We received soil test results last month from the Environmental Sciences Analytical Center at Brooklyn College and have finally gotten some information about what the results mean for our community garden.

You can see the lab report here. And you can read the Center’s guidelines for how to interpret the test results here.

So what does it all mean?

First of all, heavy metals are naturally-occurring elements, present in all soil. But in cities, the accumulation of heavy metals is more pronounced — primarily from car exhaust. After particles are released into the air, they always settle back down into the ground.

Second, ingesting heavy metals is to be avoided — especially for pregnant women and children (that’s why families need to be careful about chipped lead paint in their homes). Being exposed to too much of one metal can lead to health problems, but with some simple precaution it is unlikely you will be exposed to unhealthy levels.

One of our gardeners forwarded a link from the University of Minnesota with some very useful information about lead in urban gardens.

The results for the soil in our new garden show average levels of heavy metals for New York City. And the level of lead, even though average for the city, require some precautions. Because plants do not take up significant quantities of heavy metals, the real danger is ingesting the soil itself, so you should wear gloves when working in the garden, or wash your hands afterwards. Anything edible that you harvest should be washed thoroughly. (If you are particularly nervous about all these numbers, you will probably decide to not eat any root vegetables or leafy greens from the garden.)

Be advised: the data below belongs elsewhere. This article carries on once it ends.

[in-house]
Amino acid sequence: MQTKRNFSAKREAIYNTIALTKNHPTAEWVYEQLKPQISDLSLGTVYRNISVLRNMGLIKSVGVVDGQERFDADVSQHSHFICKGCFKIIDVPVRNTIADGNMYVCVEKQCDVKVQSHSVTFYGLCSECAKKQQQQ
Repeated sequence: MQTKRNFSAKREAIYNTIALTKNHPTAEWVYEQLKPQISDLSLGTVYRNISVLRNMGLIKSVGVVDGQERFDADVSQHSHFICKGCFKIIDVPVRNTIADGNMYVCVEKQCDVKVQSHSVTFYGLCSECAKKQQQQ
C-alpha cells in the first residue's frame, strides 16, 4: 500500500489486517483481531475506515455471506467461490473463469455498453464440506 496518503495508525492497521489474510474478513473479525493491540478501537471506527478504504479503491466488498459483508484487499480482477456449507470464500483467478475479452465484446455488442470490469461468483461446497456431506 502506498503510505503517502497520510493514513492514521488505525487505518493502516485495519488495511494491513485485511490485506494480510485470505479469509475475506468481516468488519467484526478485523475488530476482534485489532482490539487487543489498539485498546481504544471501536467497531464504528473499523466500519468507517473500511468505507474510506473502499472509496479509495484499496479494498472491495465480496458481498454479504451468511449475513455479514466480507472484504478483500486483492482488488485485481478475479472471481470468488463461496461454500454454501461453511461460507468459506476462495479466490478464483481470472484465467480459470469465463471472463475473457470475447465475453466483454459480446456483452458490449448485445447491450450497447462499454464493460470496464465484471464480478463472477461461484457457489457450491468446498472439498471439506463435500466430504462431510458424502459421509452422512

Probably the best piece of advice is suitable for young children, whether they are in the garden or just sitting on a piece of earth anywhere in the city: don’t eat the dirt.

If our community garden is to grow and thrive with edible harvests we can all feel are safe, we should probably consider constructing raised beds next year filled with uncontaminated, organic soil. Such a project would of course require some work and money. A composting program for the garden would contribute to the health and maintenance of the soil. Gardeners who feel strongly about these issues should be ready to contribute to this effort, and lobby the Board of Directors for assistance.

Composting Program Draws Interest

There’s no cooperative composting program in the works — but maybe based on our results from last month’s cooperative question there should be. Seventy-eight percent of our respondents indicated interest in participating, while 22% said “No way.”

Hillman has had a successful composting program in their garden for several years, but there’s never been a major push to compost here at East River. Maybe after our garden establishes itself (and with these survey results as encouragement) more cooperators will start making plans to reduce our waste and cut down on some landscaping costs by starting a serious composting initiative?

Nice! Courtyard can stay open on weekends

Some ALL CAPS good news just emailed out —

JULY 2, 2012